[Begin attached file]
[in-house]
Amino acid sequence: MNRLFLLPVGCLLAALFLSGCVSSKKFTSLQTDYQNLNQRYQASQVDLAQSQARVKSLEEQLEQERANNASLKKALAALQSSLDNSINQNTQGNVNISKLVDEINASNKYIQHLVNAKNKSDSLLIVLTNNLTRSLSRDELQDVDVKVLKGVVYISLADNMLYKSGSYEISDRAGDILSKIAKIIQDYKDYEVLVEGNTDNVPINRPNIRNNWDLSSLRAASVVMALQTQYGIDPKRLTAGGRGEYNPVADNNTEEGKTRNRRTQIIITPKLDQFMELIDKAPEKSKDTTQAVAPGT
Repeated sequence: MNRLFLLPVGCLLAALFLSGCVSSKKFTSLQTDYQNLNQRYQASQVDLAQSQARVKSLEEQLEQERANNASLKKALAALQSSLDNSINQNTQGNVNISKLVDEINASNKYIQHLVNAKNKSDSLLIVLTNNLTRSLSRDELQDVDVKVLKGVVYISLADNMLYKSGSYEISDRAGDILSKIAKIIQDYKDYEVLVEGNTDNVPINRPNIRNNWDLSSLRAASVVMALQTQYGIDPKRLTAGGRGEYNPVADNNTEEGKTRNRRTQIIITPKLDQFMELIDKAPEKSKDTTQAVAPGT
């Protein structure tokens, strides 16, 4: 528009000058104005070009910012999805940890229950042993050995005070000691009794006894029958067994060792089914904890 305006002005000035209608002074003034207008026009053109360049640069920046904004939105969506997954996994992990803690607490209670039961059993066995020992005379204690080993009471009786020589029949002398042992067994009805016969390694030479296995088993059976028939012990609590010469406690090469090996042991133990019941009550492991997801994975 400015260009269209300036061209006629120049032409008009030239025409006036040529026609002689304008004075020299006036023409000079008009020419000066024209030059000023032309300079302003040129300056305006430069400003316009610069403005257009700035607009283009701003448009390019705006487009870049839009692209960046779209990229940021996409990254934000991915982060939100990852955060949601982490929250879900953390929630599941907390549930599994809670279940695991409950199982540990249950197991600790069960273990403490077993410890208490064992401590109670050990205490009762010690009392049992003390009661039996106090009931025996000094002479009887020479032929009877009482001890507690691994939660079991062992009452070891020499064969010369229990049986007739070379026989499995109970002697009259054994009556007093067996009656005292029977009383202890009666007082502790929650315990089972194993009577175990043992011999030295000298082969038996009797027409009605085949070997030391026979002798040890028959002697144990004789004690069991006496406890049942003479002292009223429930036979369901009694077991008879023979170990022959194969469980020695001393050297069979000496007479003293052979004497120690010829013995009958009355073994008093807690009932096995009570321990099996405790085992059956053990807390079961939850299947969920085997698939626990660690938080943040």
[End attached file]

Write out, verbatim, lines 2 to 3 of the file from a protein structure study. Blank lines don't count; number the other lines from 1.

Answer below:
Amino acid sequence: MNRLFLLPVGCLLAALFLSGCVSSKKFTSLQTDYQNLNQRYQASQVDLAQSQARVKSLEEQLEQERANNASLKKALAALQSSLDNSINQNTQGNVNISKLVDEINASNKYIQHLVNAKNKSDSLLIVLTNNLTRSLSRDELQDVDVKVLKGVVYISLADNMLYKSGSYEISDRAGDILSKIAKIIQDYKDYEVLVEGNTDNVPINRPNIRNNWDLSSLRAASVVMALQTQYGIDPKRLTAGGRGEYNPVADNNTEEGKTRNRRTQIIITPKLDQFMELIDKAPEKSKDTTQAVAPGT
Repeated sequence: MNRLFLLPVGCLLAALFLSGCVSSKKFTSLQTDYQNLNQRYQASQVDLAQSQARVKSLEEQLEQERANNASLKKALAALQSSLDNSINQNTQGNVNISKLVDEINASNKYIQHLVNAKNKSDSLLIVLTNNLTRSLSRDELQDVDVKVLKGVVYISLADNMLYKSGSYEISDRAGDILSKIAKIIQDYKDYEVLVEGNTDNVPINRPNIRNNWDLSSLRAASVVMALQTQYGIDPKRLTAGGRGEYNPVADNNTEEGKTRNRRTQIIITPKLDQFMELIDKAPEKSKDTTQAVAPGT